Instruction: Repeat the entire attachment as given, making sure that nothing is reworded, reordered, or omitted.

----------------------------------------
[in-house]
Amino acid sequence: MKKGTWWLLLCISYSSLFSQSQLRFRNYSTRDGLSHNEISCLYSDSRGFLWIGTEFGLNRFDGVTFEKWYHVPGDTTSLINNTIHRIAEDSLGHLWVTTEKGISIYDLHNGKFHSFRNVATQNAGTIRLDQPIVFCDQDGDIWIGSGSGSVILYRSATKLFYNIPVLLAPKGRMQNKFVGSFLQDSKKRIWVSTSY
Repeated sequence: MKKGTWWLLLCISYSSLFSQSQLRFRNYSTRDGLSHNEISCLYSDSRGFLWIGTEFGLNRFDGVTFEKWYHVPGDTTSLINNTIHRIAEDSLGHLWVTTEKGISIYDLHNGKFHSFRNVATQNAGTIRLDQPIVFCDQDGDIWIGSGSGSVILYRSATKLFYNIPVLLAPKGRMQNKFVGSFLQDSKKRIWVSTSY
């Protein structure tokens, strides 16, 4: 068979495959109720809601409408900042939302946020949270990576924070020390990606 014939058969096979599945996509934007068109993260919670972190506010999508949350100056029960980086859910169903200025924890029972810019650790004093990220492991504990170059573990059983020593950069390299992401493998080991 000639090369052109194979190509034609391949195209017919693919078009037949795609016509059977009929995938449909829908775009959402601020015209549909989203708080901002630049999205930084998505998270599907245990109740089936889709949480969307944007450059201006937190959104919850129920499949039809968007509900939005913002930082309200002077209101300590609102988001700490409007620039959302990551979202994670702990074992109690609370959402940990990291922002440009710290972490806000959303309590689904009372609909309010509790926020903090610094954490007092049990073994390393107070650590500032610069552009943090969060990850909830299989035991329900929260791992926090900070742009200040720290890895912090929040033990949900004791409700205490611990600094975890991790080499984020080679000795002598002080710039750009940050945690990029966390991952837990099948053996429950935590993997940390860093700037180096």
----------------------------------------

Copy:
[in-house]
Amino acid sequence: MKKGTWWLLLCISYSSLFSQSQLRFRNYSTRDGLSHNEISCLYSDSRGFLWIGTEFGLNRFDGVTFEKWYHVPGDTTSLINNTIHRIAEDSLGHLWVTTEKGISIYDLHNGKFHSFRNVATQNAGTIRLDQPIVFCDQDGDIWIGSGSGSVILYRSATKLFYNIPVLLAPKGRMQNKFVGSFLQDSKKRIWVSTSY
Repeated sequence: MKKGTWWLLLCISYSSLFSQSQLRFRNYSTRDGLSHNEISCLYSDSRGFLWIGTEFGLNRFDGVTFEKWYHVPGDTTSLINNTIHRIAEDSLGHLWVTTEKGISIYDLHNGKFHSFRNVATQNAGTIRLDQPIVFCDQDGDIWIGSGSGSVILYRSATKLFYNIPVLLAPKGRMQNKFVGSFLQDSKKRIWVSTSY
């Protein structure tokens, strides 16, 4: 068979495959109720809601409408900042939302946020949270990576924070020390990606 014939058969096979599945996509934007068109993260919670972190506010999508949350100056029960980086859910169903200025924890029972810019650790004093990220492991504990170059573990059983020593950069390299992401493998080991 000639090369052109194979190509034609391949195209017919693919078009037949795609016509059977009929995938449909829908775009959402601020015209549909989203708080901002630049999205930084998505998270599907245990109740089936889709949480969307944007450059201006937190959104919850129920499949039809968007509900939005913002930082309200002077209101300590609102988001700490409007620039959302990551979202994670702990074992109690609370959402940990990291922002440009710290972490806000959303309590689904009372609909309010509790926020903090610094954490007092049990073994390393107070650590500032610069552009943090969060990850909830299989035991329900929260791992926090900070742009200040720290890895912090929040033990949900004791409700205490611990600094975890991790080499984020080679000795002598002080710039750009940050945690990029966390991952837990099948053996429950935590993997940390860093700037180096």